If you want to manage your photos on your Mac, there are generally two ways to do so. The first one involves manual copying of the pictures from your camera’s memory card to a destination on your harddrive. The second one is by using Apple’s sophisticated picture management program iPhoto.
iPhoto offers a lot of very, very neat features. Its ways to quickly browse trough thousands of images it impressive. You can quickly “skim” over a group of pictures by rolling your mouse over the image that represents the group, resuling in a quick glance of all the pictures that are in it. Besides these image viewing and organizing features, iPhoto offers a lot of other neat functions, like the ability to quickly publish photos to an online MobileMe gallery, sharing pictures to and from other users on your local network, perform simple image correction tools, directly order printed materials like photo books, and the creation of very nice and sophisticated slide shows.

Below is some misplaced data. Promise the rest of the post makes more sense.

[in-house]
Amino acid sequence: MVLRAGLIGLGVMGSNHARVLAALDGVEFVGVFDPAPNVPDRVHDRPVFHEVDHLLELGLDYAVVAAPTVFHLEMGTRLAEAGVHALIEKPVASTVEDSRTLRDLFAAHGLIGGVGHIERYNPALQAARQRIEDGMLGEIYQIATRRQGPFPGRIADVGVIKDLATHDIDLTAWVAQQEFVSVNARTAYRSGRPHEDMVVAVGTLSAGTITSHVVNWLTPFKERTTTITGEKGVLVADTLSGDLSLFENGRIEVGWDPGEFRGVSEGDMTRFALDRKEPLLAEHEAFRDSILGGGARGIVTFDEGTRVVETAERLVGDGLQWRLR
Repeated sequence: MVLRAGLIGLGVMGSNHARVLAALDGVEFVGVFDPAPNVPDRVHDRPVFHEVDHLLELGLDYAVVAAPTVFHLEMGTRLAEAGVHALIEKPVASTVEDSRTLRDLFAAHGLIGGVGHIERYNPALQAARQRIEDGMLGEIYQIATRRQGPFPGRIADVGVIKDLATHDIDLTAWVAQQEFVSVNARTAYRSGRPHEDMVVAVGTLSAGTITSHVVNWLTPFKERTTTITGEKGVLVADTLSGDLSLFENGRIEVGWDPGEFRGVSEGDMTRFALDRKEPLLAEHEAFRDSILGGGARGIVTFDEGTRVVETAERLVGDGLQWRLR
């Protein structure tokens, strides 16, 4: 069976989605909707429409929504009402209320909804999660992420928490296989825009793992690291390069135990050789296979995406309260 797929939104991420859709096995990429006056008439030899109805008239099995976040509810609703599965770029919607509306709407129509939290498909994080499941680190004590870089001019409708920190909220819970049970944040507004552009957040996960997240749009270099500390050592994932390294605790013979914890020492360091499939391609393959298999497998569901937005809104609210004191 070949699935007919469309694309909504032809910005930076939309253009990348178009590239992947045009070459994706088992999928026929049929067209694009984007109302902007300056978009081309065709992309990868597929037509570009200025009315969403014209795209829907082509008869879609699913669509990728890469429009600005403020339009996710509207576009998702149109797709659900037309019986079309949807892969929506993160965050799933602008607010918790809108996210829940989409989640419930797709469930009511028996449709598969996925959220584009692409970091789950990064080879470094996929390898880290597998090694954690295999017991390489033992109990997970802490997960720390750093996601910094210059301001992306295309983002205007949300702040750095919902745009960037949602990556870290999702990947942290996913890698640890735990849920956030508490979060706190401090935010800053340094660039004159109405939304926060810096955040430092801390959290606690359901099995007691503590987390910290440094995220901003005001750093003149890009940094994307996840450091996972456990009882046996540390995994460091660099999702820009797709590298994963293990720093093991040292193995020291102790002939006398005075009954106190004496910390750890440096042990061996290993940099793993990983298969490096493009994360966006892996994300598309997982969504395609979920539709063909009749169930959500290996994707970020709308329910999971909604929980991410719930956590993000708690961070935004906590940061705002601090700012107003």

But most importantly perhaps, iPhoto is deeply integrated into the Mac OS X experience, and as a result into a lot of other applications. Every program on the Mac that allows you to do something with an image (such as adding an image to a web page in iWeb or pasting a picture in a Word document) generally offers you access to OS X’s media browser, directly showing you thumbnails from iPhoto, ordered in the same way as they are ordered in iPhoto itself. Furthermore, the iPhoto library directly syncs to the iPod and iPhone, and is available for viewing from Apple’s media playback application Front Row.